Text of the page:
Mjölk architekti’s ultra-modern moves on a humble mountain hut make a perennial Christmas cottage with a seasonal surprise in northern Czechia
Nestled in a tiny village in the Jizera Mountains, on Czechia’s northern border with Poland, this 130-year-old cottage’s secret creeps up on you silently like Santa’s Christmas visitation. Liberec-based architect Mjölk was as aware of the history the building as its site: two world wars, communism, moon landings and democracy yet all the time the simple little cabin has sat at the edge of its woods.
Which it still does of course; except that now, out of sight until you arrive at it, something startlingly contemporary sits appended to it – a sheer glass rear extension with a bold oculus rooflight bulging from the old cabin’s roof, as if it still had one eye on the past.
But despite the monolithic steel foundations and that support the extension’s new steel structure, frameless glazing and flat roof, strangely its not the juxtaposition of this with Nordic larch and roof shingles that create the real drama, but the interior interplay of modern but considered materials with the cabin’s existing timber and granite. This is most evident in the sunken ground floor the defines the point where you step up from the new into the old. Here, a gorgeous, tiled hearth extends into the kitchen, dining and living spaces which are unified with a poured concrete floor. Its thin, reflective brass ceiling is not only luxuriant but surreal, counter-pointing the existing timber soffits that prevail elsewhere.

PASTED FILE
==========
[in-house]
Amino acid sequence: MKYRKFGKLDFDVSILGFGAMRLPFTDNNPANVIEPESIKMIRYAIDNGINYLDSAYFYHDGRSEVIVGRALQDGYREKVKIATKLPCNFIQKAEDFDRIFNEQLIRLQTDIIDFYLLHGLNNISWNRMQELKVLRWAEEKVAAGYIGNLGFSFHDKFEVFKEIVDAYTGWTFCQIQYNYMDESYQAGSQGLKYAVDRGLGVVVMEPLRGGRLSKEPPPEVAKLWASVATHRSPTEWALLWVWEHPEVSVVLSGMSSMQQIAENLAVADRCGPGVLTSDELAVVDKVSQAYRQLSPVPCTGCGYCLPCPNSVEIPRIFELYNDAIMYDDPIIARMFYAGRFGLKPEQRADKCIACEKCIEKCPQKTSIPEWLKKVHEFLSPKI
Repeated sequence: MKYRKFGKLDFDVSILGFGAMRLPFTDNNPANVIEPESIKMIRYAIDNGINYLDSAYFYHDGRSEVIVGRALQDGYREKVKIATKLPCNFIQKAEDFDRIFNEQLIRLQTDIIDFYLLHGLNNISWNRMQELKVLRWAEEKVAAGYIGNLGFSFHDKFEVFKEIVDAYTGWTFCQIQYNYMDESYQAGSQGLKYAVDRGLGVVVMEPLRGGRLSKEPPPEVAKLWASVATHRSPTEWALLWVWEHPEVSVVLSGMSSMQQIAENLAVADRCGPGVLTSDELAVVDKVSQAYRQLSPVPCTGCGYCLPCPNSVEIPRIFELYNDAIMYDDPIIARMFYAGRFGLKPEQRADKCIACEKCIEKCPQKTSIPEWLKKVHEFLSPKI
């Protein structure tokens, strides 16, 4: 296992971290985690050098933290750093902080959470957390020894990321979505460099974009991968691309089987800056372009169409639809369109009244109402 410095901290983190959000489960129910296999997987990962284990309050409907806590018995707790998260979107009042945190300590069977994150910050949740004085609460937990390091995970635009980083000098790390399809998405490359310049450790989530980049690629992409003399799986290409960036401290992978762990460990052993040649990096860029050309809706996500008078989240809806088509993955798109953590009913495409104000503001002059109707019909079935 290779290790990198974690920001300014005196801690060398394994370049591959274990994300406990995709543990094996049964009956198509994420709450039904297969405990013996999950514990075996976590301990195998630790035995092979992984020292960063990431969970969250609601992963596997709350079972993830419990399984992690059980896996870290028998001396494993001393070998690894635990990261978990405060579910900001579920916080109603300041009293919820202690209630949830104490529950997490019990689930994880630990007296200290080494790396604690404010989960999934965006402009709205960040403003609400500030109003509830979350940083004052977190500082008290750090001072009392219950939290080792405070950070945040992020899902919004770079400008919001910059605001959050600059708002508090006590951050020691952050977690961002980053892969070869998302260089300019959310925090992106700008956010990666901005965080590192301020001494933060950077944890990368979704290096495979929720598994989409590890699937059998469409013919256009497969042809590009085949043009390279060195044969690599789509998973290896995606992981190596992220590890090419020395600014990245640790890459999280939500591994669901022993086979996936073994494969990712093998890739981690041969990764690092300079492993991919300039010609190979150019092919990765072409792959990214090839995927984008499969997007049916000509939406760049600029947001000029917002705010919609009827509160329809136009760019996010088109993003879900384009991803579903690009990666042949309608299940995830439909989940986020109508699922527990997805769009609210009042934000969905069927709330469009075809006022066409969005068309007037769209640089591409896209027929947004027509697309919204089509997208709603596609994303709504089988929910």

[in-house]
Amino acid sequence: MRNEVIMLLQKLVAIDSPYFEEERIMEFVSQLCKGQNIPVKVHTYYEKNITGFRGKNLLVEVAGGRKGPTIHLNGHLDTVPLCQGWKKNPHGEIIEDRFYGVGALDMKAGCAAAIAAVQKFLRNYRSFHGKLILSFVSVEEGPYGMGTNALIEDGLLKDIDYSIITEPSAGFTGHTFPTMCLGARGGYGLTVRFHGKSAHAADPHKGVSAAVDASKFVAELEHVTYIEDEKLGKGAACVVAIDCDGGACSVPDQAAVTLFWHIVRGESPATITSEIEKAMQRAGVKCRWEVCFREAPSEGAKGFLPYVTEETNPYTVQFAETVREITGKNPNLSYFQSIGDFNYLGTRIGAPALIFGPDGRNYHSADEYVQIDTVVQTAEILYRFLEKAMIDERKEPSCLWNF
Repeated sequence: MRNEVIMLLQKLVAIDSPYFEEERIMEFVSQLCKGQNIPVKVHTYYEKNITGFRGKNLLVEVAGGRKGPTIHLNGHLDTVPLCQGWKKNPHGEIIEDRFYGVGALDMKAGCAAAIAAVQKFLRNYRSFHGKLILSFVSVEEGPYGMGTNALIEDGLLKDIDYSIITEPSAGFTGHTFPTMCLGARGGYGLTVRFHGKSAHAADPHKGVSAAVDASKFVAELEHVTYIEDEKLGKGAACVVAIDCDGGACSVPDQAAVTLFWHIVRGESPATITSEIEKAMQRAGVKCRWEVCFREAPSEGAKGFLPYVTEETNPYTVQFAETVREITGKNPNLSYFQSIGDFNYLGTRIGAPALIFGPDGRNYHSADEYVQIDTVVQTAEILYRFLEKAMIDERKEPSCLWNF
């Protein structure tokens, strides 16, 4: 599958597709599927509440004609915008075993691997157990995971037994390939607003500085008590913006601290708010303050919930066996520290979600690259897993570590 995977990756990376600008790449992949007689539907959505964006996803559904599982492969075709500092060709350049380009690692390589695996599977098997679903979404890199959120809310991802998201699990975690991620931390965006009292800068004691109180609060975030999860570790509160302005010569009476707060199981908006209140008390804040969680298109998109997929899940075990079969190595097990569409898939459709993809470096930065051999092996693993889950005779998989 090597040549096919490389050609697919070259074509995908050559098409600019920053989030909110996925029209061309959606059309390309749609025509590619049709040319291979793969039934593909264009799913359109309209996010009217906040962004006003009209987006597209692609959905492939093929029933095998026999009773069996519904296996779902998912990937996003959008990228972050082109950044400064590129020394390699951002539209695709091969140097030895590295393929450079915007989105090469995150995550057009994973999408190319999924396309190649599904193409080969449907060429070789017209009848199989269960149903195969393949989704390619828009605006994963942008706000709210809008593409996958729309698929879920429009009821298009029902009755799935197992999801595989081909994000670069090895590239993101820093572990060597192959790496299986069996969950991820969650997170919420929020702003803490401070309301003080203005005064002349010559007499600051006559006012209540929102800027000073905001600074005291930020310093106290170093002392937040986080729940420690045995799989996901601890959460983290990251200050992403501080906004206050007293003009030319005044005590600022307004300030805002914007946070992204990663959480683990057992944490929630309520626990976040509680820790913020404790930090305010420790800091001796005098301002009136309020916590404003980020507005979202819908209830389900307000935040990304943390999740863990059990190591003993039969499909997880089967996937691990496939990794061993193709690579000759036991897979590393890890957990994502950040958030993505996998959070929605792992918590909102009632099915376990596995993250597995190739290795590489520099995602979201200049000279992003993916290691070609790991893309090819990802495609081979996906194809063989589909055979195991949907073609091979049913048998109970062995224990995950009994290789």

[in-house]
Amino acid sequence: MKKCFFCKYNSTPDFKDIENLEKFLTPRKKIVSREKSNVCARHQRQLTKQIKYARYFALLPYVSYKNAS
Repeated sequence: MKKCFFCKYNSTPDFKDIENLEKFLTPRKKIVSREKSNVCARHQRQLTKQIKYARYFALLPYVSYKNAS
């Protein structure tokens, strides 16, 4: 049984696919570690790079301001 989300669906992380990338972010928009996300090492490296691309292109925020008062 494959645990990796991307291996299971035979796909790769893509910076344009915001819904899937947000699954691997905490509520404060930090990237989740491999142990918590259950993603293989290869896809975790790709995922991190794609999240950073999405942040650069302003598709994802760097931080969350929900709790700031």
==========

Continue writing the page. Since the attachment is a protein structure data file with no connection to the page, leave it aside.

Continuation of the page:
Up a new steel staircase, the experience veers from cosy to vertiginous, with warm, rustic, red-painted bedrooms leading off corridors of thick glass floors that generate shocking new sections, lit by the firm’s trumpet-shaped lights And once switched off, by night from the master bedroom, looking out beyond the roof oculus is akin to a life-sized snowdome, with a moonlit winter world dreamily captured in its glass curves.
Glass, brass, steel, tile, timber, fire, smoke and stone. These most elemental materials brought together in a remote mountain landscape; a primitive hut for modern man.